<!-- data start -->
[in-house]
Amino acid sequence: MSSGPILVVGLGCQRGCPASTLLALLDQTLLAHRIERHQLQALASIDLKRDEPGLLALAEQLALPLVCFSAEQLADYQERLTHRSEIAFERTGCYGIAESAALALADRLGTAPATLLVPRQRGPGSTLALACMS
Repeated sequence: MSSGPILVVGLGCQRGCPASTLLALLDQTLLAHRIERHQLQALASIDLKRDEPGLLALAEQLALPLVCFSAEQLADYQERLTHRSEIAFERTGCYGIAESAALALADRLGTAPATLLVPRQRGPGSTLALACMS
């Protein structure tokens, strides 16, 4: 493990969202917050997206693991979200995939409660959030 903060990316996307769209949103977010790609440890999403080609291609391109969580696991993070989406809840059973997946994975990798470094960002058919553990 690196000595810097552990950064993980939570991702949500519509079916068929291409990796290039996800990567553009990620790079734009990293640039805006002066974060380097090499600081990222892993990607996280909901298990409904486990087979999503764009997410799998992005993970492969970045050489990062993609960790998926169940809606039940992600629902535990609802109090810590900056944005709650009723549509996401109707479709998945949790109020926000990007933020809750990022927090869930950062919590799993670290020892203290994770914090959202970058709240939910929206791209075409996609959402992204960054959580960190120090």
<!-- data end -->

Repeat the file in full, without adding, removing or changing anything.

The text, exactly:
[in-house]
Amino acid sequence: MSSGPILVVGLGCQRGCPASTLLALLDQTLLAHRIERHQLQALASIDLKRDEPGLLALAEQLALPLVCFSAEQLADYQERLTHRSEIAFERTGCYGIAESAALALADRLGTAPATLLVPRQRGPGSTLALACMS
Repeated sequence: MSSGPILVVGLGCQRGCPASTLLALLDQTLLAHRIERHQLQALASIDLKRDEPGLLALAEQLALPLVCFSAEQLADYQERLTHRSEIAFERTGCYGIAESAALALADRLGTAPATLLVPRQRGPGSTLALACMS
């Protein structure tokens, strides 16, 4: 493990969202917050997206693991979200995939409660959030 903060990316996307769209949103977010790609440890999403080609291609391109969580696991993070989406809840059973997946994975990798470094960002058919553990 690196000595810097552990950064993980939570991702949500519509079916068929291409990796290039996800990567553009990620790079734009990293640039805006002066974060380097090499600081990222892993990607996280909901298990409904486990087979999503764009997410799998992005993970492969970045050489990062993609960790998926169940809606039940992600629902535990609802109090810590900056944005709650009723549509996401109707479709998945949790109020926000990007933020809750990022927090869930950062919590799993670290020892203290994770914090959202970058709240939910929206791209075409996609959402992204960054959580960190120090």